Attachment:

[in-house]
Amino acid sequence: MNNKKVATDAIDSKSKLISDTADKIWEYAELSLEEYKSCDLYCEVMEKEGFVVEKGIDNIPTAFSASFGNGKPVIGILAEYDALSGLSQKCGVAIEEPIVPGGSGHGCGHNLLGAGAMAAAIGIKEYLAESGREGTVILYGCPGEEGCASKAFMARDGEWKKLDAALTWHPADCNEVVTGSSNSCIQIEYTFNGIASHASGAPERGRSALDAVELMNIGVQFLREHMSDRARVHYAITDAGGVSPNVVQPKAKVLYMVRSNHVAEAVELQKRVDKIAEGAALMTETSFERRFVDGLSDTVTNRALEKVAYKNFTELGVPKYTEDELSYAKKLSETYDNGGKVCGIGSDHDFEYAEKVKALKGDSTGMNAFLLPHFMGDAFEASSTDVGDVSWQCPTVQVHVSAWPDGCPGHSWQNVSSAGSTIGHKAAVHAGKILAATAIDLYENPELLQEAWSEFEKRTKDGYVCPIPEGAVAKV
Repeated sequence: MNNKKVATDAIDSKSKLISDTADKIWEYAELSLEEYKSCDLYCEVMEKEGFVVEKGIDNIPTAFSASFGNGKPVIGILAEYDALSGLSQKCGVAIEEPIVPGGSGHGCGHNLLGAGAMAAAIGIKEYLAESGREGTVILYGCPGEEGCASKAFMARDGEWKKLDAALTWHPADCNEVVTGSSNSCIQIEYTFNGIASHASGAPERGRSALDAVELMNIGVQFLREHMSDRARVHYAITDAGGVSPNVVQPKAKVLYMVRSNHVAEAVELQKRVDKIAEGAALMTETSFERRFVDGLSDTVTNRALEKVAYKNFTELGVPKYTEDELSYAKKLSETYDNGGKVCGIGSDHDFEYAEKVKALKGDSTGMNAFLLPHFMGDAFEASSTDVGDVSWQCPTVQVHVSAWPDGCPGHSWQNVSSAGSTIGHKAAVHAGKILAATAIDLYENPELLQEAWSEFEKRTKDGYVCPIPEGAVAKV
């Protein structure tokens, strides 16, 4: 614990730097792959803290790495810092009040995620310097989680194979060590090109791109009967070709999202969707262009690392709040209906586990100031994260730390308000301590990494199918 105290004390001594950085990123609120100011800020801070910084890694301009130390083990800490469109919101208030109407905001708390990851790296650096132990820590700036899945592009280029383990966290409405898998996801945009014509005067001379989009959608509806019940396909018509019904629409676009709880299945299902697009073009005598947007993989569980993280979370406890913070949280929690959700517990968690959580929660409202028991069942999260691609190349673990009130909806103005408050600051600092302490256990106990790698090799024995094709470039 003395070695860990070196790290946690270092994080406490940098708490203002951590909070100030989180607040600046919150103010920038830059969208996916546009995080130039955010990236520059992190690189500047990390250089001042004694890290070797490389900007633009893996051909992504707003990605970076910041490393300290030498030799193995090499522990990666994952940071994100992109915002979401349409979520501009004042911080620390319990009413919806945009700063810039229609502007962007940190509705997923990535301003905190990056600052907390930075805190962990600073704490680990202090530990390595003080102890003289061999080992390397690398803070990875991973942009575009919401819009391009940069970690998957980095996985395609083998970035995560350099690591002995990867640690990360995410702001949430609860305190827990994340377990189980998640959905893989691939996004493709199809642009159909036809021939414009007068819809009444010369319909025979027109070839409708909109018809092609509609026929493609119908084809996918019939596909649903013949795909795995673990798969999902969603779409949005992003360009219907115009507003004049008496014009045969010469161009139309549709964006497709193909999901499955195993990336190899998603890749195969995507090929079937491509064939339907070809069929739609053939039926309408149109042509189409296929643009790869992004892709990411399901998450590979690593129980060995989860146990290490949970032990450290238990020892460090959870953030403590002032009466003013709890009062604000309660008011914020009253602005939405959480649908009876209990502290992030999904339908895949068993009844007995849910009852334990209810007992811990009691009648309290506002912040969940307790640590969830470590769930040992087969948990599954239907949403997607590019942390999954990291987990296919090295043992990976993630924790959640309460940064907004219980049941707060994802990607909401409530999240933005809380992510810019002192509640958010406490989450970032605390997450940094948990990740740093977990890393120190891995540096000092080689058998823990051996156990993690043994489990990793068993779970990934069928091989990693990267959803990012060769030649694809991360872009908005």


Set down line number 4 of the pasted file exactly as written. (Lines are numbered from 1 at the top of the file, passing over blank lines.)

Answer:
């Protein structure tokens, strides 16, 4: 614990730097792959803290790495810092009040995620310097989680194979060590090109791109009967070709999202969707262009690392709040209906586990100031994260730390308000301590990494199918 105290004390001594950085990123609120100011800020801070910084890694301009130390083990800490469109919101208030109407905001708390990851790296650096132990820590700036899945592009280029383990966290409405898998996801945009014509005067001379989009959608509806019940396909018509019904629409676009709880299945299902697009073009005598947007993989569980993280979370406890913070949280929690959700517990968690959580929660409202028991069942999260691609190349673990009130909806103005408050600051600092302490256990106990790698090799024995094709470039 003395070695860990070196790290946690270092994080406490940098708490203002951590909070100030989180607040600046919150103010920038830059969208996916546009995080130039955010990236520059992190690189500047990390250089001042004694890290070797490389900007633009893996051909992504707003990605970076910041490393300290030498030799193995090499522990990666994952940071994100992109915002979401349409979520501009004042911080620390319990009413919806945009700063810039229609502007962007940190509705997923990535301003905190990056600052907390930075805190962990600073704490680990202090530990390595003080102890003289061999080992390397690398803070990875991973942009575009919401819009391009940069970690998957980095996985395609083998970035995560350099690591002995990867640690990360995410702001949430609860305190827990994340377990189980998640959905893989691939996004493709199809642009159909036809021939414009007068819809009444010369319909025979027109070839409708909109018809092609509609026929493609119908084809996918019939596909649903013949795909795995673990798969999902969603779409949005992003360009219907115009507003004049008496014009045969010469161009139309549709964006497709193909999901499955195993990336190899998603890749195969995507090929079937491509064939339907070809069929739609053939039926309408149109042509189409296929643009790869992004892709990411399901998450590979690593129980060995989860146990290490949970032990450290238990020892460090959870953030403590002032009466003013709890009062604000309660008011914020009253602005939405959480649908009876209990502290992030999904339908895949068993009844007995849910009852334990209810007992811990009691009648309290506002912040969940307790640590969830470590769930040992087969948990599954239907949403997607590019942390999954990291987990296919090295043992990976993630924790959640309460940064907004219980049941707060994802990607909401409530999240933005809380992510810019002192509640958010406490989450970032605390997450940094948990990740740093977990890393120190891995540096000092080689058998823990051996156990993690043994489990990793068993779970990934069928091989990693990267959803990012060769030649694809991360872009908005």